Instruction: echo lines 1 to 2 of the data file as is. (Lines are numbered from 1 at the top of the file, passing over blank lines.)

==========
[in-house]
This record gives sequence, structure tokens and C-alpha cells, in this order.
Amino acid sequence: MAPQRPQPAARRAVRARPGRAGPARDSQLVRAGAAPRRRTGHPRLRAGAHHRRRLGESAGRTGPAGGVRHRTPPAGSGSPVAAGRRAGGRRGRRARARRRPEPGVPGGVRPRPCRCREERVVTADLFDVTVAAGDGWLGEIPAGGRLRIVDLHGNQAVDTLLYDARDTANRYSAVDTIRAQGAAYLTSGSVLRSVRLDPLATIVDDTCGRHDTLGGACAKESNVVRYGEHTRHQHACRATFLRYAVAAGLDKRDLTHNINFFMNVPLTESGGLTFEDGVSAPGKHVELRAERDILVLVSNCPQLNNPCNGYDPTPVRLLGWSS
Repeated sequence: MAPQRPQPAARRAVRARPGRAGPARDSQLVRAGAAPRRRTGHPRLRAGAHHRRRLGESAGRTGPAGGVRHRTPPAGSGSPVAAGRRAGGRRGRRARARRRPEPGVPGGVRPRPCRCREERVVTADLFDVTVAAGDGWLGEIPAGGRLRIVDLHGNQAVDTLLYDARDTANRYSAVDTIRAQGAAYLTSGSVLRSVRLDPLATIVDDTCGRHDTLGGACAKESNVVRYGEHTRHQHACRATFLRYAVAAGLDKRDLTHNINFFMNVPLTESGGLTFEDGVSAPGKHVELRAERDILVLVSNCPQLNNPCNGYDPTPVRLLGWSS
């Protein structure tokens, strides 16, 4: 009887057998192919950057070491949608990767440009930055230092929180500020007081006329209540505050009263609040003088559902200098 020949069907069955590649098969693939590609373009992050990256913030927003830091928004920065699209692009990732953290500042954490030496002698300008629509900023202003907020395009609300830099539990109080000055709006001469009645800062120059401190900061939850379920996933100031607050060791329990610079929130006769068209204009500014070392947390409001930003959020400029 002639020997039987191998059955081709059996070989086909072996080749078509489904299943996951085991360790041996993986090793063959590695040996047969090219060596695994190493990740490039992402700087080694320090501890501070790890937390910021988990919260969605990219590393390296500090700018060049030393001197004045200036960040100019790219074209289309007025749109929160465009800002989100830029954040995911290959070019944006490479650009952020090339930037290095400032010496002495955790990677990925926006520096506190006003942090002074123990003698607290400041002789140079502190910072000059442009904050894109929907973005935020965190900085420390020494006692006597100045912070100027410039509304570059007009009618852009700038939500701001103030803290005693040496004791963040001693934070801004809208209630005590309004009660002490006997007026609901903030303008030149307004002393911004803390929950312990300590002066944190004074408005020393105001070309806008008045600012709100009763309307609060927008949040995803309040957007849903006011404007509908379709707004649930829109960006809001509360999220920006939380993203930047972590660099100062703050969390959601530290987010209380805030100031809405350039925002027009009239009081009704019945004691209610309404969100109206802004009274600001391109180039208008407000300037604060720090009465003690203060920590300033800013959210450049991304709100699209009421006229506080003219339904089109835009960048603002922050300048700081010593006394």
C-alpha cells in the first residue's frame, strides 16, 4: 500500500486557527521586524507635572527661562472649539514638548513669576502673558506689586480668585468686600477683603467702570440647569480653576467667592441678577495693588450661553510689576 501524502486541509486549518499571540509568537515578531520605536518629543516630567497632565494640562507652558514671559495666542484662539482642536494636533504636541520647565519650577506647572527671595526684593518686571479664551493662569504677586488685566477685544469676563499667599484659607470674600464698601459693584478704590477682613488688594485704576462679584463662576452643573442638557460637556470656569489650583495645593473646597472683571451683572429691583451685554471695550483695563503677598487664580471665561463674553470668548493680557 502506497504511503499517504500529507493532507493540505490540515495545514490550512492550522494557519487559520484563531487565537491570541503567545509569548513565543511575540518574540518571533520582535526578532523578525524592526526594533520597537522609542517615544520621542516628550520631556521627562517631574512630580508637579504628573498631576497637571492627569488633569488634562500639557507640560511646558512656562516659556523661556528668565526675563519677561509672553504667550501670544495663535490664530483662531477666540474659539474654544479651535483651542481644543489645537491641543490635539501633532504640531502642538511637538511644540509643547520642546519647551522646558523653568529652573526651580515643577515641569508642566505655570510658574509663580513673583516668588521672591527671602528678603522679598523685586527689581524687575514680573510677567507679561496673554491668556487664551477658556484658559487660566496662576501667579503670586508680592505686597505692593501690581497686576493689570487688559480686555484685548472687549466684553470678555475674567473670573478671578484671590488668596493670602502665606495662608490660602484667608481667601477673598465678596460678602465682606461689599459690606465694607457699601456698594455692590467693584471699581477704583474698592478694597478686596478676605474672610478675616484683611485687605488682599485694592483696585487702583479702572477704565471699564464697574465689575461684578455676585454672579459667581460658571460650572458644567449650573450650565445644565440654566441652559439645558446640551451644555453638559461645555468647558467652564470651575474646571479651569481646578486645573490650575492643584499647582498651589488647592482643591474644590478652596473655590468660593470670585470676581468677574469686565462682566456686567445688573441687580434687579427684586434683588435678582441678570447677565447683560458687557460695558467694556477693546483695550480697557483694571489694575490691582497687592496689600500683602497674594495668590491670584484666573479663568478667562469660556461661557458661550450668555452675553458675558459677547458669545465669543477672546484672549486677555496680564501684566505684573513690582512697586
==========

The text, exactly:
[in-house]
This record gives sequence, structure tokens and C-alpha cells, in this order.